If you can make a Whiskey Sour, you can make a Daiquiri. If you make a mean Negroni, you can riff on a Boulevardier. Once you’ve mastered the Manhattan, have some fun in Brooklyn on your way to Martinez. Cocktails exist in family trees. Once you are comfortable the basics of each category the world is your oyster !
You can pre-mix punches in advance - an old trick from the godfathers of bartending in the 19th century. You can bottle punch and store it in the fridge, ready to use on the day, or later that week. If done properly, quality and consistency are assured. If your punch has a fizzy ingredient, such as clairette, only add this your glass just before serving.
If you follow the Punch Ratio, you can’t go far wrong : 1 part sour ( citrus ) 2 parts sweet ( simple syrup ) 3 parts strong ( spirit ) 4 parts weak ( juices etc ) And don’t shy away from warm spices such as cinnamon, cardamom, nutmeg and mace, to make that punch really sing. Don’t have those spices to hand ? No problem, a few dashes of Angostura bitters will do the trick.
We all have a few unloved ingredients lying around that need using up. For instance, that last bit of red wine in the bottle ? Try drizzling it over your Whisky Sour, and voila, you’ve got yourself a delicious New York Sour ! Do you have some nice but neglected spice mix in the kitchen ? Try mixing a teaspoon or two into your simple syrup as it cools to give your next petit cocktail an added dimension. Seasonal fresh herbs make a wonderful aromatic petit cocktail garnish.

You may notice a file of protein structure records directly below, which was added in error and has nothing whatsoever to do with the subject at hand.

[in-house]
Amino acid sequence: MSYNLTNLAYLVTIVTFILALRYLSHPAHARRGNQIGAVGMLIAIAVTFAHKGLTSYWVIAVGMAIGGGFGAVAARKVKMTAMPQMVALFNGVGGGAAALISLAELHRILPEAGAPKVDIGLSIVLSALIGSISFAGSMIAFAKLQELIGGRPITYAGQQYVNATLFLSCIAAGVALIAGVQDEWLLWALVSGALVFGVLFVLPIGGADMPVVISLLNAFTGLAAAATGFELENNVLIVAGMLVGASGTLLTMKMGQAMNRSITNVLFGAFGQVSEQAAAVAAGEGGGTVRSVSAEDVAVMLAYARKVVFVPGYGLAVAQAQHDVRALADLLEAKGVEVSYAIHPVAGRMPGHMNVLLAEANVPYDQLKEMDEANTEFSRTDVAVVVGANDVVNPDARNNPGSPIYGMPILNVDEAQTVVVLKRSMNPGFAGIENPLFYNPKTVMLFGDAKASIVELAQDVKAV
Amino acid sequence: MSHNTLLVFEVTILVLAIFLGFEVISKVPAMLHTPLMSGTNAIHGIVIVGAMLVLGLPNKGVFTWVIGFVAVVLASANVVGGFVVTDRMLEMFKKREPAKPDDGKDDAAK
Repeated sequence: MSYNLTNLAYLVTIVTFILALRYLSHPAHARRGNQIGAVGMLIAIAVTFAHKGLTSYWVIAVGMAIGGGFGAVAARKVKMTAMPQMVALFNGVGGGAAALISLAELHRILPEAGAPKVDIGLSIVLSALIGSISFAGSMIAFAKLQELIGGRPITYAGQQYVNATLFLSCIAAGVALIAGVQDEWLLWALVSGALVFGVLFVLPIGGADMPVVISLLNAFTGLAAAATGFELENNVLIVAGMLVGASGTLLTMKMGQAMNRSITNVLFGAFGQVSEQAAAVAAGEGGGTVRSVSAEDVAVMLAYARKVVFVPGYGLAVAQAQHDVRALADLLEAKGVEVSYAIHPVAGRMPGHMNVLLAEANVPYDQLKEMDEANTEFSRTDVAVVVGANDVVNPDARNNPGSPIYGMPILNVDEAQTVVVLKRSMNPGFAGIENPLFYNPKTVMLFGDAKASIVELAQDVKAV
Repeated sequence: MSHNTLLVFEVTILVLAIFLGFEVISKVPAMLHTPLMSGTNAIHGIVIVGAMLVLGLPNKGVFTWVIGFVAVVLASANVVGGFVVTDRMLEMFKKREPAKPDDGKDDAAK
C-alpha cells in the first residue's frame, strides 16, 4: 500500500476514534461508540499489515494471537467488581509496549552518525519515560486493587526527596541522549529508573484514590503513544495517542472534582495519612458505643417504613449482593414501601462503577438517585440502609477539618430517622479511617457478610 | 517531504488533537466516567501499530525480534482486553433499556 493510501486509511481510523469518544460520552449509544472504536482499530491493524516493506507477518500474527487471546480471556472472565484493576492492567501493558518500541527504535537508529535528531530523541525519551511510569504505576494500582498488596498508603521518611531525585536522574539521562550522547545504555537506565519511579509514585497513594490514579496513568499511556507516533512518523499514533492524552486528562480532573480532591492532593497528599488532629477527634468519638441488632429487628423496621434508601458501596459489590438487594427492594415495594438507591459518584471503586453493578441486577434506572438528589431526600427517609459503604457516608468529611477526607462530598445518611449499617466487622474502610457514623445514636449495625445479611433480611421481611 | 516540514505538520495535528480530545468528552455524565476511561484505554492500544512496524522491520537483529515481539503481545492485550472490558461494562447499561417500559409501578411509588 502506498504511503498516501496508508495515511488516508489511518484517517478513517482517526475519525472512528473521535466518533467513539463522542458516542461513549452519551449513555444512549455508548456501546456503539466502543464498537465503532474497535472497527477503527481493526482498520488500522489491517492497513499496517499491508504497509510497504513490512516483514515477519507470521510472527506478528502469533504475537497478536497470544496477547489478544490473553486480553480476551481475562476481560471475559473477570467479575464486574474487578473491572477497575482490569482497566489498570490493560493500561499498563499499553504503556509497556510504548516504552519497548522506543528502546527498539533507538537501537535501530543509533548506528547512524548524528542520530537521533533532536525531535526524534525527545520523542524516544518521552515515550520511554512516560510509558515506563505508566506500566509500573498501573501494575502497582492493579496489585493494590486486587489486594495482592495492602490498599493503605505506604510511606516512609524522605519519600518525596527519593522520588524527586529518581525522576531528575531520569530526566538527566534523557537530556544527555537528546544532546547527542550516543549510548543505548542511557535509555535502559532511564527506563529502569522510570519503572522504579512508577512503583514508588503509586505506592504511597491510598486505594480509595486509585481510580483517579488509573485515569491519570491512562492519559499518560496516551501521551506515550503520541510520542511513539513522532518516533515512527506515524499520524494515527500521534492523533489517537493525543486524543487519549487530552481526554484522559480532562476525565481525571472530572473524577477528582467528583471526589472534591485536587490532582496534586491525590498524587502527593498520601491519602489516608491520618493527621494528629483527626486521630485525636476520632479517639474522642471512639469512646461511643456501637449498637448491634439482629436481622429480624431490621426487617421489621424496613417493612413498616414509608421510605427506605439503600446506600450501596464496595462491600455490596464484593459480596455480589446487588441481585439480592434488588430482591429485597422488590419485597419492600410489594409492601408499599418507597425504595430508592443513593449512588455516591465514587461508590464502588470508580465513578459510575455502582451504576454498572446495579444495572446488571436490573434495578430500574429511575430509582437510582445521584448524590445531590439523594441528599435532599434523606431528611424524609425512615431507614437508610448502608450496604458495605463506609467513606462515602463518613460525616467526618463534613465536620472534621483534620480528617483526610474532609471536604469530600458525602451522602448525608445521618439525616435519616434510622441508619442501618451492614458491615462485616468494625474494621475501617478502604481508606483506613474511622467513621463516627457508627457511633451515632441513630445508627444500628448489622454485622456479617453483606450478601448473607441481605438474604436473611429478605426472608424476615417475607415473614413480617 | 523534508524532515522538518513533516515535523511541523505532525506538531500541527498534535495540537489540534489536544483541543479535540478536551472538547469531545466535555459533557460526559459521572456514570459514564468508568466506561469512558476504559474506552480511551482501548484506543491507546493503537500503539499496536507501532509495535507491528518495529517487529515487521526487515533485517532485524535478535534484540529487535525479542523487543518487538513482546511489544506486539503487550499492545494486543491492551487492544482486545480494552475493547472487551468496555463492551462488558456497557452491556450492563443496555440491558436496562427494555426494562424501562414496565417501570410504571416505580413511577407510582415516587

So now, you’ve hit your stride and you’re getting creative in your home bar. Great ! Our top tip for petit cocktail creation ? Write down the exact specifications as you are making it. It’s not always easy to perfectly recall the recipe for that killer cocktail the next day !
If all this sounds like a bit of a chore, then keep an eye open for delivery services available from many local cocktail bars. After all, with the finer things in life, it’s nice to sit back, relax and let the professionals do all the work.